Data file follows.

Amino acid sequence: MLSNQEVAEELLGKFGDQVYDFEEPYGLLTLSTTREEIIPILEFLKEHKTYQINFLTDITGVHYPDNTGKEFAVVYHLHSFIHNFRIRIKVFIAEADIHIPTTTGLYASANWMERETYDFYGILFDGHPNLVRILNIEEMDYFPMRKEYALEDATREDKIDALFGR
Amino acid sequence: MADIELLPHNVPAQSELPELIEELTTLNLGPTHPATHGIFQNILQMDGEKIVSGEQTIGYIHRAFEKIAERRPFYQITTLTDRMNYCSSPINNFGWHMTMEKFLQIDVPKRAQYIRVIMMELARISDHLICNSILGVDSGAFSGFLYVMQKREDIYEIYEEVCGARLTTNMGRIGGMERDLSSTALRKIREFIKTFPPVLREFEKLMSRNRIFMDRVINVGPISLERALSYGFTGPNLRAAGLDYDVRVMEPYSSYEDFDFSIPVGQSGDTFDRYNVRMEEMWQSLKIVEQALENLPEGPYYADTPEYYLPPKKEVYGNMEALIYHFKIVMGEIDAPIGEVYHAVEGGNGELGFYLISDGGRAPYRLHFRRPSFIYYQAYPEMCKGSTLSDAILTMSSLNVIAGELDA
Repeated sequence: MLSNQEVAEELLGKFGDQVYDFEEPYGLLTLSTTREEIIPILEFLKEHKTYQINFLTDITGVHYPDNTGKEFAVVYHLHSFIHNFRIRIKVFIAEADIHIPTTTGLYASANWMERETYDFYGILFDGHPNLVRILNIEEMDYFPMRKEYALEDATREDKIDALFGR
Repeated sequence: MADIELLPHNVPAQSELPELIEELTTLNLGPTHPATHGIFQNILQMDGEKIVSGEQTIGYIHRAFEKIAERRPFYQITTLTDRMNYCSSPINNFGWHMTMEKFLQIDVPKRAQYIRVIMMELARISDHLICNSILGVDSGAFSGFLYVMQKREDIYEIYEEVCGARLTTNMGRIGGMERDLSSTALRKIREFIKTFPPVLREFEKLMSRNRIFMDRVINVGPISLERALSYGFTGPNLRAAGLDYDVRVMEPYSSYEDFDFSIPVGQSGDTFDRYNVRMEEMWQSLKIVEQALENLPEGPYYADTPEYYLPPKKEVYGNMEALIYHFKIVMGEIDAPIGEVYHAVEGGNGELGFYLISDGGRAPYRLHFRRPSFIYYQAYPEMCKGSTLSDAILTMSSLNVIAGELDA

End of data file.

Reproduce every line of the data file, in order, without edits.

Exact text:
Amino acid sequence: MLSNQEVAEELLGKFGDQVYDFEEPYGLLTLSTTREEIIPILEFLKEHKTYQINFLTDITGVHYPDNTGKEFAVVYHLHSFIHNFRIRIKVFIAEADIHIPTTTGLYASANWMERETYDFYGILFDGHPNLVRILNIEEMDYFPMRKEYALEDATREDKIDALFGR
Amino acid sequence: MADIELLPHNVPAQSELPELIEELTTLNLGPTHPATHGIFQNILQMDGEKIVSGEQTIGYIHRAFEKIAERRPFYQITTLTDRMNYCSSPINNFGWHMTMEKFLQIDVPKRAQYIRVIMMELARISDHLICNSILGVDSGAFSGFLYVMQKREDIYEIYEEVCGARLTTNMGRIGGMERDLSSTALRKIREFIKTFPPVLREFEKLMSRNRIFMDRVINVGPISLERALSYGFTGPNLRAAGLDYDVRVMEPYSSYEDFDFSIPVGQSGDTFDRYNVRMEEMWQSLKIVEQALENLPEGPYYADTPEYYLPPKKEVYGNMEALIYHFKIVMGEIDAPIGEVYHAVEGGNGELGFYLISDGGRAPYRLHFRRPSFIYYQAYPEMCKGSTLSDAILTMSSLNVIAGELDA
Repeated sequence: MLSNQEVAEELLGKFGDQVYDFEEPYGLLTLSTTREEIIPILEFLKEHKTYQINFLTDITGVHYPDNTGKEFAVVYHLHSFIHNFRIRIKVFIAEADIHIPTTTGLYASANWMERETYDFYGILFDGHPNLVRILNIEEMDYFPMRKEYALEDATREDKIDALFGR
Repeated sequence: MADIELLPHNVPAQSELPELIEELTTLNLGPTHPATHGIFQNILQMDGEKIVSGEQTIGYIHRAFEKIAERRPFYQITTLTDRMNYCSSPINNFGWHMTMEKFLQIDVPKRAQYIRVIMMELARISDHLICNSILGVDSGAFSGFLYVMQKREDIYEIYEEVCGARLTTNMGRIGGMERDLSSTALRKIREFIKTFPPVLREFEKLMSRNRIFMDRVINVGPISLERALSYGFTGPNLRAAGLDYDVRVMEPYSSYEDFDFSIPVGQSGDTFDRYNVRMEEMWQSLKIVEQALENLPEGPYYADTPEYYLPPKKEVYGNMEALIYHFKIVMGEIDAPIGEVYHAVEGGNGELGFYLISDGGRAPYRLHFRRPSFIYYQAYPEMCKGSTLSDAILTMSSLNVIAGELDA